Every business owner has been there. Having had the same brand for some time, you might feel like you are stagnating and that it’s time for a spring clean of your brand identity.
However, there are a number of cautionary tales out there, like the ill-advised GAP rebrand, that shows just how important it is to get it right.
While there is no rebranding recipe with a 100% success rate, there are a number of traps we know to avoid.
If you manage to not make these 5 critical mistakes, you’ll already have dramatically increased your chances of a successful rebrand.
Thinking that rebranding is purely visual
Experienced designers and branding professionals know that you can’t approach a brand identity from just one angle. Your brand is not only the way you look but also the language you use, what you associate yourself with, and your story.
It’s like a sweater. Pull one thread without considering the rest, and the whole thing might untangle.
If you’re sure that you need a rebrand, it might indicate that your entire identity is due for an overhaul. Whatever your reason is, approach it holistically and try to identify what else needs to change so that your brand is in alignment across the board.
This might mean retelling or rephrasing your story, updating your blog or content, and reshuffling your collaborations or brand associations.
This can be a daunting task if you have a massive blog or other content streams. A guest posting service can help you do this, without drowning your staff.
Not having a good reason to rebrand in the first place
Rebranding is always risky. So, without a good reason to do so, you’re placing a bet without even really knowing what the prize is.
A lot of noise has been made about brands uncreatively changing their logos to be similar. However, one good reason why for this is to adapt to users shifting to smaller devices like phones and tablets.
Serif fonts or over-detailed logos would just look plain bad or, at worst, be illegible. A company’s logo is an image or sketch, sometimes with words, that reflects its brand image. Apple’s logo is a black apple with a piece bitten off.
So, what are other good reasons to rebrand? Glad you asked:
- Your launching a new major or flagship product
- Your branding is out-of-date
- Your current branding caters for an audience that no longer exists, has changed, or is no longer your focus
- You aren’t distinguishable from your competitors
Having a good reason to rebrand will give the entire process a strong focus, increasing your chances of rebranding successfully.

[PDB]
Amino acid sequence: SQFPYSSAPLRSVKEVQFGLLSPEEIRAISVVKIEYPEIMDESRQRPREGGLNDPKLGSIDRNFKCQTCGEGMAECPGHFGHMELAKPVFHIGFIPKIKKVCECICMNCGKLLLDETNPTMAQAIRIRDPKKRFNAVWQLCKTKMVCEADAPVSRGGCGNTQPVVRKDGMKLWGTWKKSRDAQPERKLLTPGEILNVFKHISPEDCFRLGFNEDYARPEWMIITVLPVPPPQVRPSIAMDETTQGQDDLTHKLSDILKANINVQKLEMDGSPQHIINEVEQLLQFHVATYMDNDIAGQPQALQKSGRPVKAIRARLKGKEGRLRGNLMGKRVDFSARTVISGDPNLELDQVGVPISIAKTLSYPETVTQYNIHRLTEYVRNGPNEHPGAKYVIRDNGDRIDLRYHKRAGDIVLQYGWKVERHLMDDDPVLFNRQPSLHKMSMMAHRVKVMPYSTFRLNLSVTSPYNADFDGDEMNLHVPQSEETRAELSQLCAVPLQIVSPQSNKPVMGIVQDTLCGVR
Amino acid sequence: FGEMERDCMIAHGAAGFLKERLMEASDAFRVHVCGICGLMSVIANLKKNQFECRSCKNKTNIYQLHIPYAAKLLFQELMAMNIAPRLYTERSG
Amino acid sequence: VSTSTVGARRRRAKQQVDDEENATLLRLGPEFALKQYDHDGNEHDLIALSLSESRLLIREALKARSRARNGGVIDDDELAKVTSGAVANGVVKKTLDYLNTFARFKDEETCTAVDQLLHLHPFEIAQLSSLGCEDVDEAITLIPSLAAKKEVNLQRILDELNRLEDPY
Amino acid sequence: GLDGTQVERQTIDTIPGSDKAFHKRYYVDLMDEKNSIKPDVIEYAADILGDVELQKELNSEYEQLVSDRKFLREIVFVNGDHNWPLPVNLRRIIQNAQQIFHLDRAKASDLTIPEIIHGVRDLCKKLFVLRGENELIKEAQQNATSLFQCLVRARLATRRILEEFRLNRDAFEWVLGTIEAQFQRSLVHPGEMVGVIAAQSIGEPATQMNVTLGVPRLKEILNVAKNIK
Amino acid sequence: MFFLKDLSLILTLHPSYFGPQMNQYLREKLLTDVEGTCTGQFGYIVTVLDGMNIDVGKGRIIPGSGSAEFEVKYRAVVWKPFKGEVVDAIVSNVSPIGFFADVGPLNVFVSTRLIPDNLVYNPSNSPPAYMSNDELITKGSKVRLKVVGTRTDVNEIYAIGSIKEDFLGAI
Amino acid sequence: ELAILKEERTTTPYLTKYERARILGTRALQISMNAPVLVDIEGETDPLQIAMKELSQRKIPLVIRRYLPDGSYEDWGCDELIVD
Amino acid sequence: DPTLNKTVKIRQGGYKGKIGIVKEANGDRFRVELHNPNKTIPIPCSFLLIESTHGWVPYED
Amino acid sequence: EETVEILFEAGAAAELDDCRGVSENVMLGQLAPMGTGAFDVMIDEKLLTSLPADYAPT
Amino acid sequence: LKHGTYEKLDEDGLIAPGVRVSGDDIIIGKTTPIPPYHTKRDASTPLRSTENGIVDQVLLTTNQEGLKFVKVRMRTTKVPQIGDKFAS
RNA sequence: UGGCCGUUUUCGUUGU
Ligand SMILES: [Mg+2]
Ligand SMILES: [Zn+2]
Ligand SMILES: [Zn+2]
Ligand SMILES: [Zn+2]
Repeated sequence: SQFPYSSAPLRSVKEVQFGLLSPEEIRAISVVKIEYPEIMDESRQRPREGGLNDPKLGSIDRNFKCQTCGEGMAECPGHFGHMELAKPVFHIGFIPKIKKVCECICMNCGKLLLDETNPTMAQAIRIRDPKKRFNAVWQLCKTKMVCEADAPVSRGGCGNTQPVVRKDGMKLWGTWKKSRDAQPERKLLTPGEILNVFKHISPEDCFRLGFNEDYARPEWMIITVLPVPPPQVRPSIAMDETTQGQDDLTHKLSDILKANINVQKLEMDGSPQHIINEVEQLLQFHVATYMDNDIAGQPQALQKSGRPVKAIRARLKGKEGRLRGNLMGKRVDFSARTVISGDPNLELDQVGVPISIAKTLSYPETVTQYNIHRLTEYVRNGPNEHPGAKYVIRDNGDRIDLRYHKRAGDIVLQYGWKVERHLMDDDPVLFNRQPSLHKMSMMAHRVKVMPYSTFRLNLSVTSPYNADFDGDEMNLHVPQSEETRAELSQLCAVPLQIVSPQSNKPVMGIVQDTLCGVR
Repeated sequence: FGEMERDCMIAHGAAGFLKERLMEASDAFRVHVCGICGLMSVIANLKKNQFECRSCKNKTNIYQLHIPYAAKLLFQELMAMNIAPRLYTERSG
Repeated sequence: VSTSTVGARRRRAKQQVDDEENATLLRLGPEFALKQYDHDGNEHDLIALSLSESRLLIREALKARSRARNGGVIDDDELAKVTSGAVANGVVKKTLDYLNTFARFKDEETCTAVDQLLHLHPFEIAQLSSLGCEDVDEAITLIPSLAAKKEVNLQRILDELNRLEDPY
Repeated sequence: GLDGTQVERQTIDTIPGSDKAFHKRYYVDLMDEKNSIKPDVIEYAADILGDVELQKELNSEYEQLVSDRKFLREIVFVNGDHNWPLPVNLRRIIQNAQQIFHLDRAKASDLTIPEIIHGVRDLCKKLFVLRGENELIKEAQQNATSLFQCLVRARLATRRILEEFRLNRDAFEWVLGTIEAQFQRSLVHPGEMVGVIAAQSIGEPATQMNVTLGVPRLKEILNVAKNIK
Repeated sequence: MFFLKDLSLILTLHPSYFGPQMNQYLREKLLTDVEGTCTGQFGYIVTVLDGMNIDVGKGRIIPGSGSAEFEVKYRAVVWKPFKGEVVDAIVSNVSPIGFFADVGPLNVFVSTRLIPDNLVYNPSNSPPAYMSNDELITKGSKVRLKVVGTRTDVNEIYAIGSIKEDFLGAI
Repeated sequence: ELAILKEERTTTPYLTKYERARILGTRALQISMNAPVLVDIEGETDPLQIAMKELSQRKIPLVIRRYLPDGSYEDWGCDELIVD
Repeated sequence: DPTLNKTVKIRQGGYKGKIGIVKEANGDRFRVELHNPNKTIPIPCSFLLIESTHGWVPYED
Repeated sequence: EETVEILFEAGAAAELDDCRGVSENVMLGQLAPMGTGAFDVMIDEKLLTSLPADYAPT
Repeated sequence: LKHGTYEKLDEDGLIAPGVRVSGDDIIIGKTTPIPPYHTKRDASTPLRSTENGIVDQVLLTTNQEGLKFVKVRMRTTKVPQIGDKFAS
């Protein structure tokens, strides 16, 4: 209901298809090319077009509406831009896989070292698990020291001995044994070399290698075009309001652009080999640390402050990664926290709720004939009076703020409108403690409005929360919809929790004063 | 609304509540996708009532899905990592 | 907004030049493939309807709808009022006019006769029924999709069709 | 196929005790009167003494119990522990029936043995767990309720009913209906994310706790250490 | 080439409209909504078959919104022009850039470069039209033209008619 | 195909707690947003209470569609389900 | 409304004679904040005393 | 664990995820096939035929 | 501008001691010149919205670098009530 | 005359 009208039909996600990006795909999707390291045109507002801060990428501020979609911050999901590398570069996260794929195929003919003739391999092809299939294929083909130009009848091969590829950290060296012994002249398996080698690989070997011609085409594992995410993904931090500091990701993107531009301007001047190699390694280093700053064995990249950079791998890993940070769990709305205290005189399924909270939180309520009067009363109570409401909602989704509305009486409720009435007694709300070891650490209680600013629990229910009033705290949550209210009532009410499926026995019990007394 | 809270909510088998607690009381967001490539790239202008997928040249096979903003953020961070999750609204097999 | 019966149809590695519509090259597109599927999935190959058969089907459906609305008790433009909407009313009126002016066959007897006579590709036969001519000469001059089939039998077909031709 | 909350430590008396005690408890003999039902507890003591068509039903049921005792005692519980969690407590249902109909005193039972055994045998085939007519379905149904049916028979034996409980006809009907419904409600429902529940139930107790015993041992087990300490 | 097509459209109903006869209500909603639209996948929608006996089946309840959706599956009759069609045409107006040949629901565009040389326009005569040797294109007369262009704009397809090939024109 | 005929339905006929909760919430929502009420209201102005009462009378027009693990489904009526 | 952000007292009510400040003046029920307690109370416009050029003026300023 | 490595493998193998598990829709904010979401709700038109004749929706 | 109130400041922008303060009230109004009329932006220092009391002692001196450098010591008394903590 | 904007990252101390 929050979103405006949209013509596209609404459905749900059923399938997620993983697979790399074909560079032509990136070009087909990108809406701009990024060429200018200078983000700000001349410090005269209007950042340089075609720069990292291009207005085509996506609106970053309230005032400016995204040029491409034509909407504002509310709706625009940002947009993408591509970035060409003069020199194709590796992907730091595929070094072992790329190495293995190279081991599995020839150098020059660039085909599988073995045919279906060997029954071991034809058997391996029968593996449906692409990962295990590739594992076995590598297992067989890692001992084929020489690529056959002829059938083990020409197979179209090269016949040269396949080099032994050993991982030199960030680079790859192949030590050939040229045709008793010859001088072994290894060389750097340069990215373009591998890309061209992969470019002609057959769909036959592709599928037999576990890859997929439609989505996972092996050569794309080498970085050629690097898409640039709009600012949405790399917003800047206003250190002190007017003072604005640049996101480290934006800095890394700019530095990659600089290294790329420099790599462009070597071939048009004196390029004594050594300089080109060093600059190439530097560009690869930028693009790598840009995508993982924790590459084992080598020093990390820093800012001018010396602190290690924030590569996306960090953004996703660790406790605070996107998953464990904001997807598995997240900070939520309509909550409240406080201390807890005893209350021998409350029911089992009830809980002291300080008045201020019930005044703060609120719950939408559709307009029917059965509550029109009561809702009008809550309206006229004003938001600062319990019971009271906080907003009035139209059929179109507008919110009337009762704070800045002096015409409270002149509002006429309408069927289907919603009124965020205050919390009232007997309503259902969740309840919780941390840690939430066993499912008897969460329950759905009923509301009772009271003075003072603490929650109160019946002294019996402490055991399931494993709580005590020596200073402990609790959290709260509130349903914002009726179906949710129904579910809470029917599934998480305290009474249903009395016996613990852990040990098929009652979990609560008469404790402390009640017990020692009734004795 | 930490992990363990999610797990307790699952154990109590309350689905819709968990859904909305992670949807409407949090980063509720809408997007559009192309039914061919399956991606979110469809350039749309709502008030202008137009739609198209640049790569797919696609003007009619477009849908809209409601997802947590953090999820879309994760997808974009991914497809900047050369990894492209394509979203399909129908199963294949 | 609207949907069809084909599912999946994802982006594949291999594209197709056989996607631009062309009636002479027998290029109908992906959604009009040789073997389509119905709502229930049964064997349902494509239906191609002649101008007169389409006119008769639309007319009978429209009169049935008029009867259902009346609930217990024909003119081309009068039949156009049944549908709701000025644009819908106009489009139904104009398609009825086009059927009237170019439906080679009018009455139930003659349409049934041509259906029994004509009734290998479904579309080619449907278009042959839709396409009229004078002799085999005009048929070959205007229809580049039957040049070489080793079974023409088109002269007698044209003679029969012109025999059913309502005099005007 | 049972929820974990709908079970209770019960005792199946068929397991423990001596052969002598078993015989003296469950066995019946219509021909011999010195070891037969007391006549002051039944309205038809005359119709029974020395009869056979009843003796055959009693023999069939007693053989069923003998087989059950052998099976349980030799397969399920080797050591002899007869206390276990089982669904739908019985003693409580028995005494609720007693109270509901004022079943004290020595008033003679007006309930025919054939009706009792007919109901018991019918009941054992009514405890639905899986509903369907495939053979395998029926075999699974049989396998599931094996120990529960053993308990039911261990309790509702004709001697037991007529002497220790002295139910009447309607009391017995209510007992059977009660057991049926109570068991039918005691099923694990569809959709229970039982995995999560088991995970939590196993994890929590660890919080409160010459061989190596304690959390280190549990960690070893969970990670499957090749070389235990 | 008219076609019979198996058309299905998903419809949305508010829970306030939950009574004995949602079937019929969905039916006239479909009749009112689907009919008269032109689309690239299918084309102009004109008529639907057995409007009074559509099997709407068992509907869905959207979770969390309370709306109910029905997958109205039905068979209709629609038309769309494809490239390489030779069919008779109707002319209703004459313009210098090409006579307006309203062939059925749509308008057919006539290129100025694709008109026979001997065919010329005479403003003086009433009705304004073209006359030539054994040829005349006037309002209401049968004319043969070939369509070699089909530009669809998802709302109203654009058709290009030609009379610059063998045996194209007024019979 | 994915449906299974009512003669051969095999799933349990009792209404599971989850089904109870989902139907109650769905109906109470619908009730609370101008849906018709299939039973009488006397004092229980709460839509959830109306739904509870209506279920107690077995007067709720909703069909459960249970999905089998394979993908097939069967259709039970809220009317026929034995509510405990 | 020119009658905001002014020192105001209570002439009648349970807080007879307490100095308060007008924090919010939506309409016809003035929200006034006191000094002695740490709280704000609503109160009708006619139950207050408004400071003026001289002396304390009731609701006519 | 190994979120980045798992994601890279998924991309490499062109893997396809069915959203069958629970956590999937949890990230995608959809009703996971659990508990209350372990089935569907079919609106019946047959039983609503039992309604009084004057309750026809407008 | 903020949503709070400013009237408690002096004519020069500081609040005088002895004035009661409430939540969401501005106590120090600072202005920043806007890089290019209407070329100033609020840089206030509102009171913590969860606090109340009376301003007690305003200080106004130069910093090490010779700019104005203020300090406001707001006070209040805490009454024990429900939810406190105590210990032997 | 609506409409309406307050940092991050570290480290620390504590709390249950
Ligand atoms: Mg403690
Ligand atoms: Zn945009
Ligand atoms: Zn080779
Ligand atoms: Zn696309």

Becoming a follower and not a leader
If you look at the Twitter feed above, you’ll definitely notice a trend. Brands have been shifting towards plain, sans serif fonts and minimalist logos. In the case of these top brands, their ubiquitous adoption and the fact that they are already pioneers in their field were enough to avoid a rebranding disaster.
All of them also already had a very strong and established brand identity, without any threatening competitors.
But, how many brands can really claim to be in the same position as these giants?
When rebranding, you have to ensure that your new identity maintains your unique positioning and distinct personality. If you’re revamping your identity, you need to make sure that your not just trying to step in someone else’s shoes. Chances are, you’ll lose out competing with someone on their own turf.
Guessing instead of testing
You might think after having gone through the empathize-define-ideate-prototype-test cycle once, you don’t have to do so again. Guess again.
Rebranding is a holistic process and is every bit as involved as launching a new major product. In some ways, and especially if you provide a service, your brand IS the main product.
For that reason, you shouldn’t assume that your customers will accept it readily because it feels that way to you. Customers might no longer even feel the same way towards your current brand identity, not to mention your new one.
To successfully “sell” your new brand to your customers, you should cater it around them by:
- Empathize with or put yourself in your customers’ shoes to see how they use your products
- Define any current problems or goals you have
- Come up with ideas on how to solve or achieve them
- Prototype and iterate your designs, increasing in their fidelity each round
- And, test your new designs directly with your target audience
Rinse, and repeat until you have a validated solution.
Forgetting your target market in the process
Forget your market, and they will forget about you. Just ask Gap or Tropicana. Both of these brands seem to have decided they need a rebrand without first deciding on why and then failing to validate their ideas.
In the case of Gap, they came off looking more like a SaaS company than a casual fashion brand. Tropicana, on the other hand, came off looking more like a cheap no-brand knock-off of the original. In both cases, customers hated it.
In their haste to rebrand, both seem to have forgotten the following:
- What customers liked about their brand in the first place
- The feelings or associations that connect people with their brand
Who their target market is, and how they interact with the brand.
Video – What is a Brand?
We have all heard and read the word brand. Most of us probably understand what it means. However, defining it is not so easy. Watch this Market Business News video to gain a better understanding of the term.